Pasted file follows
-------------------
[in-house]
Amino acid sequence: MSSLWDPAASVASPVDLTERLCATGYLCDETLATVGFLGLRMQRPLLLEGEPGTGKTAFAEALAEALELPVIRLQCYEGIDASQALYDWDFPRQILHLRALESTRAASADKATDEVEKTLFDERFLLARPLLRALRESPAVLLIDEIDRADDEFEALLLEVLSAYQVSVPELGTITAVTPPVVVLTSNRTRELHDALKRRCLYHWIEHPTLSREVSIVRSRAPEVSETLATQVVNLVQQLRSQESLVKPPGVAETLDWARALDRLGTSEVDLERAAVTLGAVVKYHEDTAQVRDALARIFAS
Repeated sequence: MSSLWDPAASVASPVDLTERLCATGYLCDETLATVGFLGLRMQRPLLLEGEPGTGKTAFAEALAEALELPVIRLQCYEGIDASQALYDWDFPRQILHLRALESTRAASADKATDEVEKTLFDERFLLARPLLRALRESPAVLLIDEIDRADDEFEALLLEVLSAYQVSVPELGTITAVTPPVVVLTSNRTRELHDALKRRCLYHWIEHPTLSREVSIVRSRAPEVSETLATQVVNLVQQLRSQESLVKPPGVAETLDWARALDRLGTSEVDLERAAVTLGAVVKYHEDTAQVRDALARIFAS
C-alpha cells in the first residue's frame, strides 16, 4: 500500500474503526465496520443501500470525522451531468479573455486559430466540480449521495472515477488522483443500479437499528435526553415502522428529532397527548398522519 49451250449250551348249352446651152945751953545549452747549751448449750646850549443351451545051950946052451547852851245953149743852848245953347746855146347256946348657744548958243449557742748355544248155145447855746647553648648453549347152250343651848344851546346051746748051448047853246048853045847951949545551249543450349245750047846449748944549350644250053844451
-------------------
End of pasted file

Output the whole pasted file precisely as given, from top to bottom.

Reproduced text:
[in-house]
Amino acid sequence: MSSLWDPAASVASPVDLTERLCATGYLCDETLATVGFLGLRMQRPLLLEGEPGTGKTAFAEALAEALELPVIRLQCYEGIDASQALYDWDFPRQILHLRALESTRAASADKATDEVEKTLFDERFLLARPLLRALRESPAVLLIDEIDRADDEFEALLLEVLSAYQVSVPELGTITAVTPPVVVLTSNRTRELHDALKRRCLYHWIEHPTLSREVSIVRSRAPEVSETLATQVVNLVQQLRSQESLVKPPGVAETLDWARALDRLGTSEVDLERAAVTLGAVVKYHEDTAQVRDALARIFAS
Repeated sequence: MSSLWDPAASVASPVDLTERLCATGYLCDETLATVGFLGLRMQRPLLLEGEPGTGKTAFAEALAEALELPVIRLQCYEGIDASQALYDWDFPRQILHLRALESTRAASADKATDEVEKTLFDERFLLARPLLRALRESPAVLLIDEIDRADDEFEALLLEVLSAYQVSVPELGTITAVTPPVVVLTSNRTRELHDALKRRCLYHWIEHPTLSREVSIVRSRAPEVSETLATQVVNLVQQLRSQESLVKPPGVAETLDWARALDRLGTSEVDLERAAVTLGAVVKYHEDTAQVRDALARIFAS
C-alpha cells in the first residue's frame, strides 16, 4: 500500500474503526465496520443501500470525522451531468479573455486559430466540480449521495472515477488522483443500479437499528435526553415502522428529532397527548398522519 49451250449250551348249352446651152945751953545549452747549751448449750646850549443351451545051950946052451547852851245953149743852848245953347746855146347256946348657744548958243449557742748355544248155145447855746647553648648453549347152250343651848344851546346051746748051448047853246048853045847951949545551249543450349245750047846449748944549350644250053844451